In tribute to Glenn Frey, who died on January 18, 2016, we look back on the legend of Desperado...
Eagles had been recorded at Olympic Studios in London with Glyn Johns in February 1972. Eight months later they were back, again with Johns, this time recording at Island Records’ studio in Basing Street. The four adopted Californians, singing country-rock and hymning the dusty myths of the Old West, arrived in a city in thrall to Bolan and Bowie. The culture clash was one to relish. The label found them flats on the King’s Road and they would travel by cab back and forth to the studio. At night they visited the local pubs, or occasionally stayed with Johns and his family in Epsom, driving around the country roads in the producer’s giant Lincoln Continental.
“We all loved being in England,” says Leadon. “It was still a nation of shopkeepers then, so we’d go to the greengrocers, the tobacconist, we had a little cash and our needs were met. Our biggest problem was that Marlboro cigarettes didn’t taste the same. They weren’t toasted!” The other major point of cultural contention was the temperature.
“They adapted to London very well,” says Johns. “To get them out of their own comfort zone was good, it removed any distractions, but really, we could have made Desperado on the moon, it wouldn’t have made any difference. You didn’t need to be sitting in the middle of the desert with a horse tied up outside.” Nevertheless, Ron Stone believes being so far from home gave the performances an extra layer of poignancy. “They longed for Southern California, and the album has that wistfulness,” he says. “Not being in that place helped them. Absence makes the heart grow fonder.”
The album took four weeks and cost £30,000. It was disciplined work, the band working weekday office hours, from late morning until 6pm. Johns wouldn’t tolerate any “hanky-panky” in the studio, something which Frey in particular resented, later comparing the producer to an over-officious school marm. The band’s drug use “increased with time”, admits Leadon, but during Desperado it was “self-regulating. We didn’t have much money, we were all quite well-behaved, and Glyn was very good at keeping us focused. He was a no-nonsense kind of guy: no substances in the studio – you’ll breathe air! Tea was the permissible stimulant.”
Johns remembers them as “very professional, very together”. The songs were written, the concept nailed down, even the running order agreed, before they set foot in the studio. The producer’s most obvious contribution was inserting an instrumental version of “Doolin-Dalton” and adding elegiac codas of that song and “Desperado” to enhance the idea of a narrative arc. The only big production flourish was adding strings to the title track, a task for which Henley’s friend Jim Ed Norman was flown over to conduct members of the London Philharmonic. “I was standing in the studio listening to the playback, and it was just astonishing when those strings swell up under the second half of the song,” says Leadon. Even Johns was taken aback. “I didn’t realise ‘Desperado’ would turn out as well as it did, in the delivery from Henley and the string arrangement. The strings I hadn’t envisaged, I’m sure that was their idea.”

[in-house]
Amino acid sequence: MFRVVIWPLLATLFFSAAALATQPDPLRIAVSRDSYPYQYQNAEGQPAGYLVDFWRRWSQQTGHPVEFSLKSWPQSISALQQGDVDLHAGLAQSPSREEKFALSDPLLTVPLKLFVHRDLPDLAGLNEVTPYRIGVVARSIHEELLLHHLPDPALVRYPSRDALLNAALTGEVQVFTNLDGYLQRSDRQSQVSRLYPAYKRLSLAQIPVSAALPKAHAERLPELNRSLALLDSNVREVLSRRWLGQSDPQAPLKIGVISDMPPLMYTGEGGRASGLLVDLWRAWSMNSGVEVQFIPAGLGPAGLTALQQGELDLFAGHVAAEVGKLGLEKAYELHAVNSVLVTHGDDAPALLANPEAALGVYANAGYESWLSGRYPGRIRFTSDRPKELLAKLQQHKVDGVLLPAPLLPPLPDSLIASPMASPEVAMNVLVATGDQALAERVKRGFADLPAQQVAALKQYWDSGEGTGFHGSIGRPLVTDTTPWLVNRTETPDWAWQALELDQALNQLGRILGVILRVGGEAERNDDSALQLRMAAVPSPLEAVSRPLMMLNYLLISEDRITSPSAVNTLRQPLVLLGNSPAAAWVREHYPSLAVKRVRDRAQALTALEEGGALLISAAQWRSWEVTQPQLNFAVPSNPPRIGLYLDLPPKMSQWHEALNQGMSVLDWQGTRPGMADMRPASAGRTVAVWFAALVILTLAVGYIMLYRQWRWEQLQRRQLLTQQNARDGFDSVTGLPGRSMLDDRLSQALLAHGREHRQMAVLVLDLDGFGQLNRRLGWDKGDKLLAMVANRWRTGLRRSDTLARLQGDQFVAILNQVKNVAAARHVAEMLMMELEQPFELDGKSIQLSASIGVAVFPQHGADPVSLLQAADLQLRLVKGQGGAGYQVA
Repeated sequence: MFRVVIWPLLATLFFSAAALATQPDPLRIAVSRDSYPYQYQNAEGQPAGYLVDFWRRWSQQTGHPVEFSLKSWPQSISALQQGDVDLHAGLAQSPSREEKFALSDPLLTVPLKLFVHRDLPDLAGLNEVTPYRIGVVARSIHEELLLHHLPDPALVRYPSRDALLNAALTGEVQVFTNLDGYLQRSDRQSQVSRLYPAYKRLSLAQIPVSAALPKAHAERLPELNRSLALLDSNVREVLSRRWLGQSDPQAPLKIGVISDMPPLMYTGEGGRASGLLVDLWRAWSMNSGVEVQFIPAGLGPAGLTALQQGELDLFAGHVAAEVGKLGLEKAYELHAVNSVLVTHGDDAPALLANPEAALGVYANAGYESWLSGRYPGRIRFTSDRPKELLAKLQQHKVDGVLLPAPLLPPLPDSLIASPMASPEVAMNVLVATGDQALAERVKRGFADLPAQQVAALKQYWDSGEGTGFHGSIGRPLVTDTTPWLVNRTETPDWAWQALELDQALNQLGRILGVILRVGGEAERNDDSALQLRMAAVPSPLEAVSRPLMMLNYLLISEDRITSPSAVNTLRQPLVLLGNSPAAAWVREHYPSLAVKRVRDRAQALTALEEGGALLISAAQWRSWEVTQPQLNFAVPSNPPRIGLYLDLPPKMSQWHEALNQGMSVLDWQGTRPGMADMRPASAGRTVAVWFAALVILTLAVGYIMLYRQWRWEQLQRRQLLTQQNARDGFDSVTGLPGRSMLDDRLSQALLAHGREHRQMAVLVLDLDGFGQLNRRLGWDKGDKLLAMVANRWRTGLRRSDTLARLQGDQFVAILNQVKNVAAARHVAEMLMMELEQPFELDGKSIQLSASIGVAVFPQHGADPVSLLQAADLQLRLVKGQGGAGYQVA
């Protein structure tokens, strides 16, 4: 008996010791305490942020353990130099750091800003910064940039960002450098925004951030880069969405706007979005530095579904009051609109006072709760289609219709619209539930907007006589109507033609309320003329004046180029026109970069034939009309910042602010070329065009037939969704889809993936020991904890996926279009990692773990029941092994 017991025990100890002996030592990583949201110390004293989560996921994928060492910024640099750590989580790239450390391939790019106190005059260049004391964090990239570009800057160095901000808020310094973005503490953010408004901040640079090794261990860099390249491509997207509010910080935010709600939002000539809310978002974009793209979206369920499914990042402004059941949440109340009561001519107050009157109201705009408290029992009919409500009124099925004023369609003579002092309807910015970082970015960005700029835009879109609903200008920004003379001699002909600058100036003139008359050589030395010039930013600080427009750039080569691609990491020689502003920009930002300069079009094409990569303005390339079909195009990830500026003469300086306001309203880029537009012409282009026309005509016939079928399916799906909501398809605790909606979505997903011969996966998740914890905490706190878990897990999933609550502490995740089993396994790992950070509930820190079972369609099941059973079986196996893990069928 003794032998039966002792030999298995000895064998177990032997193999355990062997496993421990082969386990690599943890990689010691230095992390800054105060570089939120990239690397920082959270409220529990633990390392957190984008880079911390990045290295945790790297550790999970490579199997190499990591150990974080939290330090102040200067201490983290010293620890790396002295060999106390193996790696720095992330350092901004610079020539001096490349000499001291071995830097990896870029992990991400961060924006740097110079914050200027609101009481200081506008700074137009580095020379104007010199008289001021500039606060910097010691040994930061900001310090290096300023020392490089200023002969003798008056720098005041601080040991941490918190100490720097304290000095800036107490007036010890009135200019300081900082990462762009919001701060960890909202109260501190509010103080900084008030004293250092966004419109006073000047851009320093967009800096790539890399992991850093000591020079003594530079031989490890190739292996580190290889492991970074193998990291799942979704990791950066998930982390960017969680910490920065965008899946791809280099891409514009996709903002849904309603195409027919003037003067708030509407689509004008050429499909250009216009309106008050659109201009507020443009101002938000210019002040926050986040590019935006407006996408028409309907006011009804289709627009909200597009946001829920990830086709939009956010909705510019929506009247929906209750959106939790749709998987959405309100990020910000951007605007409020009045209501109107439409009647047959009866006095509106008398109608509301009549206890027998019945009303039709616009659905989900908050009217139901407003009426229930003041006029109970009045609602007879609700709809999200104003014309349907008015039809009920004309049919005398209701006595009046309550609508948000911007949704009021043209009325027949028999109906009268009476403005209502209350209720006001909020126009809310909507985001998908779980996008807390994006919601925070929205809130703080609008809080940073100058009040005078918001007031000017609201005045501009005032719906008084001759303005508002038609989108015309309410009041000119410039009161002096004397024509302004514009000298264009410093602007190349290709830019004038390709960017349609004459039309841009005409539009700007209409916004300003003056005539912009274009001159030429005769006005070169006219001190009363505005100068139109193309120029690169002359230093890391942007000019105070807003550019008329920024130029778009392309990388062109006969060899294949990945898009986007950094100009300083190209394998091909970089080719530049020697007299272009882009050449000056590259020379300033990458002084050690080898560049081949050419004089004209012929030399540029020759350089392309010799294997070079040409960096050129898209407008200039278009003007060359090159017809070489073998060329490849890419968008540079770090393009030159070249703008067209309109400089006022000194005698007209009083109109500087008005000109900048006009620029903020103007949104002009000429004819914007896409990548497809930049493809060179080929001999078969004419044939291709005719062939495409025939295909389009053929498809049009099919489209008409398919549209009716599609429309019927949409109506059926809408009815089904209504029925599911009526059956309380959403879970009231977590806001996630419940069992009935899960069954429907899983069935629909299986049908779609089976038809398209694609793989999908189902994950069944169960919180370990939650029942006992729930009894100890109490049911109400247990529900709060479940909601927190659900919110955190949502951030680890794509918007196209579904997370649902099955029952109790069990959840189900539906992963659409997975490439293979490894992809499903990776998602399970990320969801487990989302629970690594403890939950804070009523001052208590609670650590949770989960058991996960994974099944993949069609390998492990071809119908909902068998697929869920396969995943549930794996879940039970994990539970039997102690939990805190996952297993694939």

It was perhaps the last Eagles album of which it could be said that it was fun to make. “We were all really thrilled with it,” says Johns. “In fact, when they finished the record they were over the moon, they carried me on their shoulders out of the bloody control room! They were thrilled to bits.”
Nevertheless, changes were taking place in the band dynamic. Having worked with them mere months before on their debut, and as a producer who was firmly committed to the Eagles being an equilibrium where “no-one feels left out and is fairly represented”, Johns noticed a clear shift in the power base. “Henley and Frey assumed control during Desperado, is the best way of putting it,” he says. “That feeling was always there, but stronger on the second LP.”
On Desperado, the pair had a hand in writing eight of the 10 originals, and shared writing credits on the two most high- profile tracks – “Tequila Sunrise” and “Desperado”. It was the start of the Eagles’ musical output beginning to reflect both the band hierarchy and also the manner in which it had been formed in the first place. “There was a degree of prefabrication to the Eagles,” says Stone. “We put them all together, with Glenn and Don as the centrepieces, but they wanted it to be a real, organic band. That’s the emotional component of the first two records: to be a proper band, almost playing at being a democracy. What they realised as time went on is that rock’n’roll is a benevolent dictatorship.”
Leadon, perhaps surprisingly, agrees: “They were more suited to lead. It was actually Glyn’s idea to make it more of a four-way thing. The natural dynamic was more like a Beatles vibe, with two main guys, but Glyn pushed hard to make sure Randy and I had two songs each on Desperado, and it worked out OK.” While both Leadon and Stone believe the friction and creative tension was a positive force initially, it quickly became a problem. Shortly into the recording of their third record, On The Border, they sacked Johns. “We fell out, really,” he says. “Henley and Frey treated the others like inferior beings – particularly Frey. I didn’t like what I was seeing at all and I made that fairly obvious.” Don Felder came in on extra guitar and the sound toughened. Not much later Leadon left, then Meisner. “Democracy does not serve the creative impulse well,” shrugs Browne. “In the end, Don and Glenn just took over the band.”